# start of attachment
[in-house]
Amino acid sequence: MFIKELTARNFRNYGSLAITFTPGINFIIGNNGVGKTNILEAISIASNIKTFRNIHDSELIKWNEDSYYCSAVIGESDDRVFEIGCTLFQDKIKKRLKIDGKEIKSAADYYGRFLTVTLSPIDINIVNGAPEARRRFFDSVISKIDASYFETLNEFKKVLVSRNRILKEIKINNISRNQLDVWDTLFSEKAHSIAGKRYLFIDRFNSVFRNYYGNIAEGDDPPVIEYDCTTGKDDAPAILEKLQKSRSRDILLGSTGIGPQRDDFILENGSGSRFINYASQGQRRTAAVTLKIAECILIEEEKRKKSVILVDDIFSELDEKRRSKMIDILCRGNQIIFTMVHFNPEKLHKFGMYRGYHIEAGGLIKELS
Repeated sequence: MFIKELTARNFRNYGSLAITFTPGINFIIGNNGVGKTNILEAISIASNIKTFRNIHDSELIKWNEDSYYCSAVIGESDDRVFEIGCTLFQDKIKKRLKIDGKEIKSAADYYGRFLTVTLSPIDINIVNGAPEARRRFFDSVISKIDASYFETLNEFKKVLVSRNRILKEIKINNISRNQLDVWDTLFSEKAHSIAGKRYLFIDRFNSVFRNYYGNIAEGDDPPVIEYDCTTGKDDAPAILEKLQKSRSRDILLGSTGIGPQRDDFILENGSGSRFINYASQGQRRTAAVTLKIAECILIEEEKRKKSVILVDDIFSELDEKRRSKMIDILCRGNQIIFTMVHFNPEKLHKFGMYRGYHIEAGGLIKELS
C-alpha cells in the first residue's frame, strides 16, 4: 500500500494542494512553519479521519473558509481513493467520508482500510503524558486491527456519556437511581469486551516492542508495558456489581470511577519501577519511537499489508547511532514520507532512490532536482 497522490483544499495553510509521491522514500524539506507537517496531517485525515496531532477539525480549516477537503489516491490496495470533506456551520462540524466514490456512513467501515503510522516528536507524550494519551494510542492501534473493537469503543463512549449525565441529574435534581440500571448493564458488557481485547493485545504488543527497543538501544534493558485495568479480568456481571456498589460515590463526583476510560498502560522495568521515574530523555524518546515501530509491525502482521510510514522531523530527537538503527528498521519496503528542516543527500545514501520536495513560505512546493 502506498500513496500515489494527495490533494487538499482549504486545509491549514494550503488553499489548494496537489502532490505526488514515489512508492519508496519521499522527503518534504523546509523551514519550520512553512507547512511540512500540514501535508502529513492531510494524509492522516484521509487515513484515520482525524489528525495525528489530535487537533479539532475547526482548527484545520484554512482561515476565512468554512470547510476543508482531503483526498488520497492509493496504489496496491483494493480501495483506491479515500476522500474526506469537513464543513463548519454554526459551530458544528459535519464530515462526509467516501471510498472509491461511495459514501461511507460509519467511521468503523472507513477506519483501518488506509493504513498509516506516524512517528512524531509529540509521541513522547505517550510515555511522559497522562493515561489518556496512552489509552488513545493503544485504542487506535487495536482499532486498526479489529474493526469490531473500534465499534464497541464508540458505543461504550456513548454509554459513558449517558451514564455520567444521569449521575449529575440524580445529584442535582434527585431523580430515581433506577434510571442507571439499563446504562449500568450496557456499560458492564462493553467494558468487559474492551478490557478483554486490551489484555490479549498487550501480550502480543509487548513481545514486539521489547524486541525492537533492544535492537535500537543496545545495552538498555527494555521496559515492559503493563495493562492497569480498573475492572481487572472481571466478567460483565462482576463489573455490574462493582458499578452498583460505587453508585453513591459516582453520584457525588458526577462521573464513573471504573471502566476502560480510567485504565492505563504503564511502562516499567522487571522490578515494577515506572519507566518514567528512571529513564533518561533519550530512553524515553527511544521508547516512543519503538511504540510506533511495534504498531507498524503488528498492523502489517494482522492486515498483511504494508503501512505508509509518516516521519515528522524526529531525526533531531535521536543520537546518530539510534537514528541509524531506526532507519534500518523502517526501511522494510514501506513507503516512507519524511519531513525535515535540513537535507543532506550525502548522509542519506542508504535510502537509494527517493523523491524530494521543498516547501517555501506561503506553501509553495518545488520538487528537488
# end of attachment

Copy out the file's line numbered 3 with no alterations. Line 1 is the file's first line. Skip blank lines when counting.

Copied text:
Repeated sequence: MFIKELTARNFRNYGSLAITFTPGINFIIGNNGVGKTNILEAISIASNIKTFRNIHDSELIKWNEDSYYCSAVIGESDDRVFEIGCTLFQDKIKKRLKIDGKEIKSAADYYGRFLTVTLSPIDINIVNGAPEARRRFFDSVISKIDASYFETLNEFKKVLVSRNRILKEIKINNISRNQLDVWDTLFSEKAHSIAGKRYLFIDRFNSVFRNYYGNIAEGDDPPVIEYDCTTGKDDAPAILEKLQKSRSRDILLGSTGIGPQRDDFILENGSGSRFINYASQGQRRTAAVTLKIAECILIEEEKRKKSVILVDDIFSELDEKRRSKMIDILCRGNQIIFTMVHFNPEKLHKFGMYRGYHIEAGGLIKELS